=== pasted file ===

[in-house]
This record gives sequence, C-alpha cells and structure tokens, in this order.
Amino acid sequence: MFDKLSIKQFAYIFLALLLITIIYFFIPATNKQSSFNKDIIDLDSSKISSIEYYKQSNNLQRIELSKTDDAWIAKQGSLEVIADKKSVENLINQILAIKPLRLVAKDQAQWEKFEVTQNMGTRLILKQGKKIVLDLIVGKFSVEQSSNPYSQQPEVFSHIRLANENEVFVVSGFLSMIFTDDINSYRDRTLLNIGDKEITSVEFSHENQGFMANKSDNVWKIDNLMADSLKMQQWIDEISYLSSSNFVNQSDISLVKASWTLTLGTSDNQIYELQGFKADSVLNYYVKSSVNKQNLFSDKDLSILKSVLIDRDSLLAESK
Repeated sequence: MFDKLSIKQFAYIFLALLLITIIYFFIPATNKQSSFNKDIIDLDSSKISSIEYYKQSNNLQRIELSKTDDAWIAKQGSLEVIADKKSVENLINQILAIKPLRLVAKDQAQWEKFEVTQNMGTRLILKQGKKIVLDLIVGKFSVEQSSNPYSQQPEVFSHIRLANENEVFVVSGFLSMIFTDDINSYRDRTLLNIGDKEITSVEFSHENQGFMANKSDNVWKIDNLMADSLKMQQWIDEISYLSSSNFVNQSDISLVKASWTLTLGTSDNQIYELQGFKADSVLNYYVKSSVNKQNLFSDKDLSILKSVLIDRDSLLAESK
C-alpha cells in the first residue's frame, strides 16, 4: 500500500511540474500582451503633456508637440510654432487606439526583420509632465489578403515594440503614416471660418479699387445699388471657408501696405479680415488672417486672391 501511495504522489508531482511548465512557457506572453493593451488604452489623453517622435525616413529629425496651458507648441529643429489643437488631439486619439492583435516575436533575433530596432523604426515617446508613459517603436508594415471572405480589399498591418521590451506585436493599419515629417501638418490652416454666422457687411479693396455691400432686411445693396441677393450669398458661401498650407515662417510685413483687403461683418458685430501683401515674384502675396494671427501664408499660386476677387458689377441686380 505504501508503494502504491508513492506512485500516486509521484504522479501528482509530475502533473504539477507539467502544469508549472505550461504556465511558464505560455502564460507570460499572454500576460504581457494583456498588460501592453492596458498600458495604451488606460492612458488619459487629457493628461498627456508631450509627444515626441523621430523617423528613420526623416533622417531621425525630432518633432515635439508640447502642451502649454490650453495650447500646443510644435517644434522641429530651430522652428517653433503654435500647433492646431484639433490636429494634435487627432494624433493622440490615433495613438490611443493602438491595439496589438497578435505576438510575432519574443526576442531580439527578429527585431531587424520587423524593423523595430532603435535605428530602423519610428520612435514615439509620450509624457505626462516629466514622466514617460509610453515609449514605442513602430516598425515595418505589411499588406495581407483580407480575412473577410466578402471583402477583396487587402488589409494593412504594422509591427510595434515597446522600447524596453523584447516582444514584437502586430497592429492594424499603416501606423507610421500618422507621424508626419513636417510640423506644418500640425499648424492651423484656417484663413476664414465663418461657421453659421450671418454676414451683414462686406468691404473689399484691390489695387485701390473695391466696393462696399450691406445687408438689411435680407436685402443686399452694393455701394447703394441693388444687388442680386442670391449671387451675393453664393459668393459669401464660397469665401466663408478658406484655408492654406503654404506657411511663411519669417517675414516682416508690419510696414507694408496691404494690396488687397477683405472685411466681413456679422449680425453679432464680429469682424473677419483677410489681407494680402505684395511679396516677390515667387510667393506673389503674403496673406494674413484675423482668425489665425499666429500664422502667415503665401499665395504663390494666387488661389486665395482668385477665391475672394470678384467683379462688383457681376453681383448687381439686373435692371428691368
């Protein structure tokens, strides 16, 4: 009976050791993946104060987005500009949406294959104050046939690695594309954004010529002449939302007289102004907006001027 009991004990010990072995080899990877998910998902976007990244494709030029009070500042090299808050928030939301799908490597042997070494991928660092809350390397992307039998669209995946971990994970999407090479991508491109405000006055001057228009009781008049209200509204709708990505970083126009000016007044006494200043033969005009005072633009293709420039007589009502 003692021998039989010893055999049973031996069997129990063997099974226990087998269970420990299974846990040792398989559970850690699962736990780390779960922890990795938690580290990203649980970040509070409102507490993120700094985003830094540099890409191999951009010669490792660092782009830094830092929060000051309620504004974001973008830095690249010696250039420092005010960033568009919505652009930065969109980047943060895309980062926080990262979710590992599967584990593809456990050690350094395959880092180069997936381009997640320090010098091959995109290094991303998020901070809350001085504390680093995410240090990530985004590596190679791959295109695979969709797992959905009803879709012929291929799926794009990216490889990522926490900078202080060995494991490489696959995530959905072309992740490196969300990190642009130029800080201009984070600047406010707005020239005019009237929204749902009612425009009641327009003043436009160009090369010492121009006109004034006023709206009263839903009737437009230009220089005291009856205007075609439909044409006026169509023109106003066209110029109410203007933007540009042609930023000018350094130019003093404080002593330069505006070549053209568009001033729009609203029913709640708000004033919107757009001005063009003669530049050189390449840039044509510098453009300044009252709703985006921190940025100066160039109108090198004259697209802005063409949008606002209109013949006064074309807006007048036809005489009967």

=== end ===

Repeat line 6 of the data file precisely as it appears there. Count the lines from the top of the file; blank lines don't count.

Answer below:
């Protein structure tokens, strides 16, 4: 009976050791993946104060987005500009949406294959104050046939690695594309954004010529002449939302007289102004907006001027 009991004990010990072995080899990877998910998902976007990244494709030029009070500042090299808050928030939301799908490597042997070494991928660092809350390397992307039998669209995946971990994970999407090479991508491109405000006055001057228009009781008049209200509204709708990505970083126009000016007044006494200043033969005009005072633009293709420039007589009502 003692021998039989010893055999049973031996069997129990063997099974226990087998269970420990299974846990040792398989559970850690699962736990780390779960922890990795938690580290990203649980970040509070409102507490993120700094985003830094540099890409191999951009010669490792660092782009830094830092929060000051309620504004974001973008830095690249010696250039420092005010960033568009919505652009930065969109980047943060895309980062926080990262979710590992599967584990593809456990050690350094395959880092180069997936381009997640320090010098091959995109290094991303998020901070809350001085504390680093995410240090990530985004590596190679791959295109695979969709797992959905009803879709012929291929799926794009990216490889990522926490900078202080060995494991490489696959995530959905072309992740490196969300990190642009130029800080201009984070600047406010707005020239005019009237929204749902009612425009009641327009003043436009160009090369010492121009006109004034006023709206009263839903009737437009230009220089005291009856205007075609439909044409006026169509023109106003066209110029109410203007933007540009042609930023000018350094130019003093404080002593330069505006070549053209568009001033729009609203029913709640708000004033919107757009001005063009003669530049050189390449840039044509510098453009300044009252709703985006921190940025100066160039109108090198004259697209802005063409949008606002209109013949006064074309807006007048036809005489009967």